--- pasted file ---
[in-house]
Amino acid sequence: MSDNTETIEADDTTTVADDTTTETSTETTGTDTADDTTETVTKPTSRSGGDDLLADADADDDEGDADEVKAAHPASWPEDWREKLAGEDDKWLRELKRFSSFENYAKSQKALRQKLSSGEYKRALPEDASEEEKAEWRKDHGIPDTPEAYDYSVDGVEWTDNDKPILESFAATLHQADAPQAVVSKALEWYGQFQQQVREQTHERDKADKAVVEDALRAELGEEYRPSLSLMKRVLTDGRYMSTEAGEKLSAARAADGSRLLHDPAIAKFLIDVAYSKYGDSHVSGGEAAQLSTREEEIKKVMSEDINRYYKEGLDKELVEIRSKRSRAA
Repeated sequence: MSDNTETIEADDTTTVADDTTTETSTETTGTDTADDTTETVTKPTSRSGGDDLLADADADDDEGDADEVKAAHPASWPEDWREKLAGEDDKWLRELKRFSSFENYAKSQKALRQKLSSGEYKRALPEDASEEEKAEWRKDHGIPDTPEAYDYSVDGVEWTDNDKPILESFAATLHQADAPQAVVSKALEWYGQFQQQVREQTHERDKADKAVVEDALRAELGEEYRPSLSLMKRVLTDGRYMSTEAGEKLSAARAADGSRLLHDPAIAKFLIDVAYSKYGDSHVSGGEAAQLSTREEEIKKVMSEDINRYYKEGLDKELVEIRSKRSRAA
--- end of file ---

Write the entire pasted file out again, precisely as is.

[in-house]
Amino acid sequence: MSDNTETIEADDTTTVADDTTTETSTETTGTDTADDTTETVTKPTSRSGGDDLLADADADDDEGDADEVKAAHPASWPEDWREKLAGEDDKWLRELKRFSSFENYAKSQKALRQKLSSGEYKRALPEDASEEEKAEWRKDHGIPDTPEAYDYSVDGVEWTDNDKPILESFAATLHQADAPQAVVSKALEWYGQFQQQVREQTHERDKADKAVVEDALRAELGEEYRPSLSLMKRVLTDGRYMSTEAGEKLSAARAADGSRLLHDPAIAKFLIDVAYSKYGDSHVSGGEAAQLSTREEEIKKVMSEDINRYYKEGLDKELVEIRSKRSRAA
Repeated sequence: MSDNTETIEADDTTTVADDTTTETSTETTGTDTADDTTETVTKPTSRSGGDDLLADADADDDEGDADEVKAAHPASWPEDWREKLAGEDDKWLRELKRFSSFENYAKSQKALRQKLSSGEYKRALPEDASEEEKAEWRKDHGIPDTPEAYDYSVDGVEWTDNDKPILESFAATLHQADAPQAVVSKALEWYGQFQQQVREQTHERDKADKAVVEDALRAELGEEYRPSLSLMKRVLTDGRYMSTEAGEKLSAARAADGSRLLHDPAIAKFLIDVAYSKYGDSHVSGGEAAQLSTREEEIKKVMSEDINRYYKEGLDKELVEIRSKRSRAA